The ratio of Δ[K+] to work (Δ[K+]/work) did not differ significantly between groups and was reduced 21 ± 28% in Post (T1D, Pre 55 ± 21, Post 43 ± 16; CON, Pre 77 ± 32, Post 59 ± 32 nmol·l−1·J−1; P < 0.01).
Relationships between Na+-K+-ATPase content, Δ[K+], and work.
Δ[K+] was significantly inversely correlated with Na+-K+-ATPase content for the CON group alone [r = −0.65, n = 12 (6 Pre, 6 Post values), P < 0.05; Fig. 3A] and when data were pooled for both groups (r = −0.41, n = 26, P < 0.05). However, when the T1D group was considered alone, there was no correlation between Δ[K+] and Na+-K+-ATPase content (r = −0.05, n = 14, P = 0.86; Fig. 3A). Similarly, significant relationships were found between Na+-K+-ATPase content and Δ[K+]/work for the CON group (r = −0.59, n = 12, P < 0.05) but not for the T1D group (r = −0.46, n = 14, P = 0.10; Fig. 3B).
PG was 8.6 mM higher across both days and all times in the T1D group than in the CON group (P < 0.001); however, resting concentrations did not differ within each group before and after sprint training. Before training in the CON group, PG increased during early recovery to peak after 5 min at 6.42 ± 0.53 mM (P < 0.001), then fell to resting values by 20 min of recovery. In the T1D group, PG rose during exercise, and continued to rise unabated (P < 0.001), peaking at 16.8 ± 4.1 mM after 60 min of recovery. The peak change in PG from rest (ΔPG) was 0.9 ± 0.3 mM in CON and 3.8 ± 1.7 mM in T1D (Fig. 4). Sprint training had no significant effect on either PG or ΔPG in either group (Fig. 4).
Plasma catecholamine concentrations.
Plasma norepinephrine concentration ([NEpi]) rose sharply with exercise, peaked after 1 min of recovery (P < 0.001), then declined to resting levels after 60 min of recovery in both groups (Fig. 5A). [NEpi] was 65% higher in the T1D group in the final seconds of exercise (P < 0.05; time-by-group interaction). After training, [NEpi] tended to be lower (14%, mean difference, 0.84 ± 2.4 nM; P = 0.07) in both groups (Fig. 5A).
Plasma epinephrine concentration rose with exercise, peaked at 1 min of recovery (P < 0.001), then returned to resting levels by 10 min of recovery (Fig. 5B). No statistical difference was found between groups. Sprint training did not significantly alter epinephrine concentration, although a tendency for a training status-by-time interaction was found (P = 0.09).
Serum immunoreactive insulin and glucagon concentrations.
Immunoreactive insulin (IRI; T1D, free insulin; CON, total insulin) did not differ between groups at rest or during exercise. Before training in the CON group, IRI rose briskly after exercise to be 100 ± 60% above resting values at 5 min of recovery (P < 0.01), then declined to resting values by 45 min (Fig. 6A). In contrast, in T1D (time-by-group interaction, P < 0.001), free IRI did not differ from resting values at 5 min of recovery, and then fell slightly below resting values by 20 min of recovery (P < 0.05; Fig. 6A). Hence, the mean IRI, across all times and both days was 6.8 mU/l (40.9 pM) lower in the T1D group (P < 0.01). IRI was not changed significantly after sprint training in either group.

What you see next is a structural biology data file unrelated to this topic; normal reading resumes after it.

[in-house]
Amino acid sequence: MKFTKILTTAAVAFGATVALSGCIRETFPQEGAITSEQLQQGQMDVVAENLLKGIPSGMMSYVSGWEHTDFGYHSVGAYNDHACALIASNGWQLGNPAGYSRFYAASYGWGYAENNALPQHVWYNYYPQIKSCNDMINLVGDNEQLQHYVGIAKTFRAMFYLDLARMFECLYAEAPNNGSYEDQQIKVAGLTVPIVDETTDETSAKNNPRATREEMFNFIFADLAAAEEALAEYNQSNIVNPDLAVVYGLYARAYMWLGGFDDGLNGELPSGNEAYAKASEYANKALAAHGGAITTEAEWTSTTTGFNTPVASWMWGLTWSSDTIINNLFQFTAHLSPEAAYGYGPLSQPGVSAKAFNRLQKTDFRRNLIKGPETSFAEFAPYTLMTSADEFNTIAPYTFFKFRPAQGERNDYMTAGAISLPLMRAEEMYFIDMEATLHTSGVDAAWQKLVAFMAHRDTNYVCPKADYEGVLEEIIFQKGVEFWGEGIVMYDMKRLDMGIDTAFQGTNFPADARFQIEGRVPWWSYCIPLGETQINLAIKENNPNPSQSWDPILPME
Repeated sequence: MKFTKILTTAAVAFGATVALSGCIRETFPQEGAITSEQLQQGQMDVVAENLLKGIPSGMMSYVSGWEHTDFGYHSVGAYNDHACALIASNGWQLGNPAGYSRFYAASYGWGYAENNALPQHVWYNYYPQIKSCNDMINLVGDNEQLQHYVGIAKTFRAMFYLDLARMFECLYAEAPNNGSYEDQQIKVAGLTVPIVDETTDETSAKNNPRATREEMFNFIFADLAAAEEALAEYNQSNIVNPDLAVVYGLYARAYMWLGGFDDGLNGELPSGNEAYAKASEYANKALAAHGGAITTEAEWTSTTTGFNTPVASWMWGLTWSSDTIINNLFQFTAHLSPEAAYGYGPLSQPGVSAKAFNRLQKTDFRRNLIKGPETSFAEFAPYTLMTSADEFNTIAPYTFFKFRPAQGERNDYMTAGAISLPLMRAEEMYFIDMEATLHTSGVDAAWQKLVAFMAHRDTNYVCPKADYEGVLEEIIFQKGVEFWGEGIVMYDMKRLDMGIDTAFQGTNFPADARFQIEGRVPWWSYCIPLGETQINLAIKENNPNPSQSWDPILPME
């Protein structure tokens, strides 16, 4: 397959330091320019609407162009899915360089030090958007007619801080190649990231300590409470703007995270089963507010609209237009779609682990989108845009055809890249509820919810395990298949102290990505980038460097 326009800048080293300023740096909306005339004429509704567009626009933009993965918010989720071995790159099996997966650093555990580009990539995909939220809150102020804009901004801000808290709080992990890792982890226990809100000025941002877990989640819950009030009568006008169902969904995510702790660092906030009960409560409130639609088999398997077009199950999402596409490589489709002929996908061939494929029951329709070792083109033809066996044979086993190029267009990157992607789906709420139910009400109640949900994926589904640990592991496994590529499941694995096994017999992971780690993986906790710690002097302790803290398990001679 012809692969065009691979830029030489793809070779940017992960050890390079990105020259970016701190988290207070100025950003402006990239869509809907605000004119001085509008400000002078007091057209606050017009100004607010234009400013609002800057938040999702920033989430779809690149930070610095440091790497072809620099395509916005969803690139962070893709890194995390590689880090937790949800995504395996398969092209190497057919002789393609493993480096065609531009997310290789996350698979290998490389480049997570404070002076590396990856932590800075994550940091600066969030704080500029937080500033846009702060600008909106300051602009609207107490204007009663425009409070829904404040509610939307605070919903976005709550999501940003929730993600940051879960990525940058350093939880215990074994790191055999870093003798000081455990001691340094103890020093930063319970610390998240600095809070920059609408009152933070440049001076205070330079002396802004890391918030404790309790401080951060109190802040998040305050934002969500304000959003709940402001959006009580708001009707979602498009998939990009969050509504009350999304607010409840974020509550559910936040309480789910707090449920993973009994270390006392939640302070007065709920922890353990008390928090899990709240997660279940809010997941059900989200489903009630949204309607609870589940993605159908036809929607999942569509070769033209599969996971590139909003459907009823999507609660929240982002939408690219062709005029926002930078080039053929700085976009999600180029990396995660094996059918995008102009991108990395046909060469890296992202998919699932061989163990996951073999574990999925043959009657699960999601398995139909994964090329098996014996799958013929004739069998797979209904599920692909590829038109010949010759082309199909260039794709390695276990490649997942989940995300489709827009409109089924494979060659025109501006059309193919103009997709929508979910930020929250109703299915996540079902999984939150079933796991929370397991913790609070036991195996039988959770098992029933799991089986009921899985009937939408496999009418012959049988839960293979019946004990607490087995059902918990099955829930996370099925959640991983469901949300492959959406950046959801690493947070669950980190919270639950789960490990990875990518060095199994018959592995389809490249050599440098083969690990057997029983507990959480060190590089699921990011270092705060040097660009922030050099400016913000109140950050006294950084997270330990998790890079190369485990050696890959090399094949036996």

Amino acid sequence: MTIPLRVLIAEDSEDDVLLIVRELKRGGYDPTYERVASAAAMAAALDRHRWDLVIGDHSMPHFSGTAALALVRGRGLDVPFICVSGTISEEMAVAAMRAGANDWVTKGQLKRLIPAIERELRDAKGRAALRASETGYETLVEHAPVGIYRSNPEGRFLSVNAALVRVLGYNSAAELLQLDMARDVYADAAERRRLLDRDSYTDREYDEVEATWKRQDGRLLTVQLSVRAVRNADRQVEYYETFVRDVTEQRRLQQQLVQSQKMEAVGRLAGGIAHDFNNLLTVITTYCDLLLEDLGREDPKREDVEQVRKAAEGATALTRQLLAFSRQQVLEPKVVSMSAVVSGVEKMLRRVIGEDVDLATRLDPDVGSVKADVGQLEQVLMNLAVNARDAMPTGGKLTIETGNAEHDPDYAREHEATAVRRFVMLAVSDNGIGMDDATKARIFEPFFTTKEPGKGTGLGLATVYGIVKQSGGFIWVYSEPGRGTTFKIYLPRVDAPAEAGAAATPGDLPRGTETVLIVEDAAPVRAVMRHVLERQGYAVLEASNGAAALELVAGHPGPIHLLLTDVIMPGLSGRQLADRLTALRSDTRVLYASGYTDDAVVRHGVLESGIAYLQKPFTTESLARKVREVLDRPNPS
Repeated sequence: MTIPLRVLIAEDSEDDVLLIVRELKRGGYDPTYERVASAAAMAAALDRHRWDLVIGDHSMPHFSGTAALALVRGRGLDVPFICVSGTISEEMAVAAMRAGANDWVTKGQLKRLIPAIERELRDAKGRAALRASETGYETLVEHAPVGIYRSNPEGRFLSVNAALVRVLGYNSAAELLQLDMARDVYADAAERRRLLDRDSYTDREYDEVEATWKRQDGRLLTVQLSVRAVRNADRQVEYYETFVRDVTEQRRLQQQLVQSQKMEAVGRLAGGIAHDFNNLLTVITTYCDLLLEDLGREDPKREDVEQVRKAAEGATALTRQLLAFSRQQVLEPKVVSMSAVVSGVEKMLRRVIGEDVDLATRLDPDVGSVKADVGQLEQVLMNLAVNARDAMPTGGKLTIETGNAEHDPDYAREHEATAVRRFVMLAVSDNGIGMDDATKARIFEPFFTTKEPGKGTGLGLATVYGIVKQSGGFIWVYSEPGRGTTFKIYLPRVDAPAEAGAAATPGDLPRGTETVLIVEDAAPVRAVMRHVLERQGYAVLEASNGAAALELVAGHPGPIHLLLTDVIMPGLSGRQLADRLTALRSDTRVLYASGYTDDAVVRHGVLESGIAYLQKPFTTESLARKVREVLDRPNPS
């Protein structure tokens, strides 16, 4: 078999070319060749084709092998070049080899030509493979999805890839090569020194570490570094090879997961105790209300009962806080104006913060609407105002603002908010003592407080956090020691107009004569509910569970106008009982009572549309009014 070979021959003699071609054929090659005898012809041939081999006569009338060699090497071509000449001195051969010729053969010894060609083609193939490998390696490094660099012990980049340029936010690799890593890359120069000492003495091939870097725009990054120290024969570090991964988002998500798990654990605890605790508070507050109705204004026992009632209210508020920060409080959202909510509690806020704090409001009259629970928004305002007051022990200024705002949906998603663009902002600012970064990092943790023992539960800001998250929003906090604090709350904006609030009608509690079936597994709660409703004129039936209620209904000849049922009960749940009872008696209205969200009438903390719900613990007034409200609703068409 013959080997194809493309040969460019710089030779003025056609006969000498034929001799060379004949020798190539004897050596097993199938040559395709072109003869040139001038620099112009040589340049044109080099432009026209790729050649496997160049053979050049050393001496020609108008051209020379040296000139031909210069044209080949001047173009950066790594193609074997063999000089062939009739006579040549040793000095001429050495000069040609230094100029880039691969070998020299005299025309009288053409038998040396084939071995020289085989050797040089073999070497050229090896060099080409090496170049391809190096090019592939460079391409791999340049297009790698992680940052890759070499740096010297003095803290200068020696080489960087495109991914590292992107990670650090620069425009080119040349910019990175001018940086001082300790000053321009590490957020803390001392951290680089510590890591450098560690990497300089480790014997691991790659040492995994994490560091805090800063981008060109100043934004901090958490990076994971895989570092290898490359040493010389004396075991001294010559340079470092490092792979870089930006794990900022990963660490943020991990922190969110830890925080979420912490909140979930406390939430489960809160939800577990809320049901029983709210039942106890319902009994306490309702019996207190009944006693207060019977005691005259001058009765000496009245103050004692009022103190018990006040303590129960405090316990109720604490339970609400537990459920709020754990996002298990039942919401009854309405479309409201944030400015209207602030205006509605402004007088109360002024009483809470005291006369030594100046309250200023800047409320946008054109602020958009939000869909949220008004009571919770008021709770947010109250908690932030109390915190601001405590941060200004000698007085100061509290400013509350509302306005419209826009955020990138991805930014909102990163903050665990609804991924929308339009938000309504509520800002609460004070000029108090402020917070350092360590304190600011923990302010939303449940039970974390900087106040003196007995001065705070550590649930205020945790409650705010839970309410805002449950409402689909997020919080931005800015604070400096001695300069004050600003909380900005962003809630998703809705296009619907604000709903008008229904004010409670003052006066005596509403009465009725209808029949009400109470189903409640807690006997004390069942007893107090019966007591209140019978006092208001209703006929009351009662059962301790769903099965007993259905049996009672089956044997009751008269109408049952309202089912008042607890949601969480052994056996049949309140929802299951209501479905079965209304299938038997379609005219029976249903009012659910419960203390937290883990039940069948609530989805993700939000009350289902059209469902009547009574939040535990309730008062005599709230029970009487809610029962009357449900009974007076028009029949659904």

Immunoreactive glucagon (IRG) did not differ with time, between groups or with training (Fig. 6B).
Molar ratio of IRG to IRI.
The IRG-to-IRI ratio (IRG/IRI; free insulin in the T1D group) increased with exercise in both groups (P < 0.05; data not shown). In CON, IRG/IRI declined in early recovery then slowly rose toward resting values. However, in T1D, the ratio remained elevated in early recovery and continued to rise in later recovery (P < 0.01; group-by-time interaction). IRG/IRI did not differ after training. Across both days and all times, IRG/IRI was 0.71 higher in the T1D group (P < 0.05).
Plasma [Na+] at rest did not differ between groups or with training. Exercise induced a mild increase in plasma [Na+], which peaked at 1 min of recovery at 5 ± 3% above resting values (P < 0.001), then slowly declined to resting values by 20 min of recovery (Fig. 7A). After training, plasma [Na+] was lower at 2 and 5 min of recovery (P < 0.01; training status-by-time interaction). In the T1D group, both before and after training, plasma [Na+] was lower than in the CON group at 20, 45, and 60 min of recovery (P < 0.05; time-by-group interaction).
As expected, due to the progressively higher PG, calculated plasma osmolarity was higher in the T1D group across all times and both days (7.8 mM; P < 0.001); however, resting values did not differ within groups before and after training. Osmolarity rose with exercise (P < 0.001), peaked after 1 min of recovery, then declined to resting levels by 20 min of recovery (Fig. 7B). After training, osmolarity was lower (2.3 ± 4.7 mM mean difference; main effect of training status, P < 0.05), with no difference between groups.
Mean Po2 did not differ between groups or with training and was 74 ± 20 Torr across both tests (Pre, Post), indicating an adequate level of arterialization (data not shown).
T1D resting study.
PG concentration fell slightly (P < 0.05; mean fall in PG, −0.31 ± 0.50 mM; Fig. 4), whereas plasma [K+] (mean, 4.23 ± 0.47 mM), [Na+] (mean, 133.1 ± 2.5 mM), and free IRI (mean, 6.7 ± 1.9 mU/l) were unchanged for the duration of the resting study. PG, [K+], [Na+], and IRI in the resting study did not differ from resting samples in the exercise studies (Pre, Post).